The origins and consequences of a regulatory T cell (Treg) disorder in systemic lupus erythematosus (SLE) are poorly understood. In the (NZBxNZW) F1 mouse model of lupus, we found that CD4+Foxp3 + Treg failed to maintain a competitive pool size in the peripheral lymphoid organs resulting in a progressive homeostatic imbalance of CD4 +Foxp3+ Treg and CD4+Foxp3- conventional T cells (Tcon). In addition, Treg acquired phenotypic changes that are reminiscent of IL-2 deficiency concomitantly to a progressive decline in IL-2-producing Tcon and an increase in activated, IFN-γ-producing effector Tcon. Nonetheless, Treg from lupusprone mice were functionally intact and capable to influence the course of disease. Systemic reduction of IL-2 levels early in disease promoted Tcon hyperactivity, induced the imbalance of Treg and effector Tcon, and strongly accelerated disease progression. In contrast, administration of IL-2 partially restored the balance of Treg and effector Tcon by promoting the homeostatic proliferation of endogenous Treg and impeded the progression of established disease. Thus, an acquired and self-amplifying disruption of the Treg-IL-2 axis contributed essentially to Tcon hyperactivity and the development of murine lupus. The reversibility of this homeostatic Treg disorder provides promising approaches for the treatment of SLE.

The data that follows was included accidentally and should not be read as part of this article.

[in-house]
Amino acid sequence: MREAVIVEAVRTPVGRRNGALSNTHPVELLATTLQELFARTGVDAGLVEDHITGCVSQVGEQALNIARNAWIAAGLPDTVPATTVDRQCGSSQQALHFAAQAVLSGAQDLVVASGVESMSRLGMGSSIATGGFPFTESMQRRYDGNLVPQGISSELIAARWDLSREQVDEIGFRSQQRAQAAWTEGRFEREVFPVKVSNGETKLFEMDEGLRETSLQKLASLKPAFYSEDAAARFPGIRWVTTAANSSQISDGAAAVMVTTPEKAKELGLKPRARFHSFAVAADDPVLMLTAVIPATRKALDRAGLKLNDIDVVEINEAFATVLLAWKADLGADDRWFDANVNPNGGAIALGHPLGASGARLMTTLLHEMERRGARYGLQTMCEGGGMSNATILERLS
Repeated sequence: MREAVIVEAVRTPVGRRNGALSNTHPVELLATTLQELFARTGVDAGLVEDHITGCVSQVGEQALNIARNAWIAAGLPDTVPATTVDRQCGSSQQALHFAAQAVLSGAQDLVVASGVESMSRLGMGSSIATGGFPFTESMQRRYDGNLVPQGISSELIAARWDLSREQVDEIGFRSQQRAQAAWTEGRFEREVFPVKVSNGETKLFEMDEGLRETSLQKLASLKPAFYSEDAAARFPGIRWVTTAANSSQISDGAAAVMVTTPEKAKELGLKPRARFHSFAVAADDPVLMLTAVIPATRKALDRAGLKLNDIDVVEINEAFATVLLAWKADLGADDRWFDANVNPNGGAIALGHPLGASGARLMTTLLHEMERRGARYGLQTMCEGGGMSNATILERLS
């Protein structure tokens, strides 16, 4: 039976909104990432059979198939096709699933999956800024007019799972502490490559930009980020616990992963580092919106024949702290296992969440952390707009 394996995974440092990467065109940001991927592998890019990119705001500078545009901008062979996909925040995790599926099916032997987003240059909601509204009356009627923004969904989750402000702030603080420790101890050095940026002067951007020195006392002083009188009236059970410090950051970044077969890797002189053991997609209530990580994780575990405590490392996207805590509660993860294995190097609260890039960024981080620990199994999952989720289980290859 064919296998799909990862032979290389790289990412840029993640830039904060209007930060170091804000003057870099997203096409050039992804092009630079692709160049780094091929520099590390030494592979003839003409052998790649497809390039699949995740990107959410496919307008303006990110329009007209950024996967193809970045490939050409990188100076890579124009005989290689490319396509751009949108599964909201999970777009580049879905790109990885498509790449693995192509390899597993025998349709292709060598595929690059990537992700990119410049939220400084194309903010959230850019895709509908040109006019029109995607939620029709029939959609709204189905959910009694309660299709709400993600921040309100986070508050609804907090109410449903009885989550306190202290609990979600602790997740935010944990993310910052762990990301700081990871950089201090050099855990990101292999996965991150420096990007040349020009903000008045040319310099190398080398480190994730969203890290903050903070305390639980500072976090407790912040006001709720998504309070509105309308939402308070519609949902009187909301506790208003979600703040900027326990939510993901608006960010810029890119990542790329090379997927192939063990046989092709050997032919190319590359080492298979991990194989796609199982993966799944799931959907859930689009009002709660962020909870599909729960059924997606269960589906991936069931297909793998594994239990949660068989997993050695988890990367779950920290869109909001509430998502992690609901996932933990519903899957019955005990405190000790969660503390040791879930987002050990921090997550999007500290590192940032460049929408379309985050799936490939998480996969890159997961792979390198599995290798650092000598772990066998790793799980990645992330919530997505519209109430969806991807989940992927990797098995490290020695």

|Journal||Proceedings of the National Academy of Sciences of the United States of America|
|Number of pages||6|
|Publication status||Published - 2010|
Research Areas and Centers
- Academic Focus: Center for Infection and Inflammation Research (ZIEL)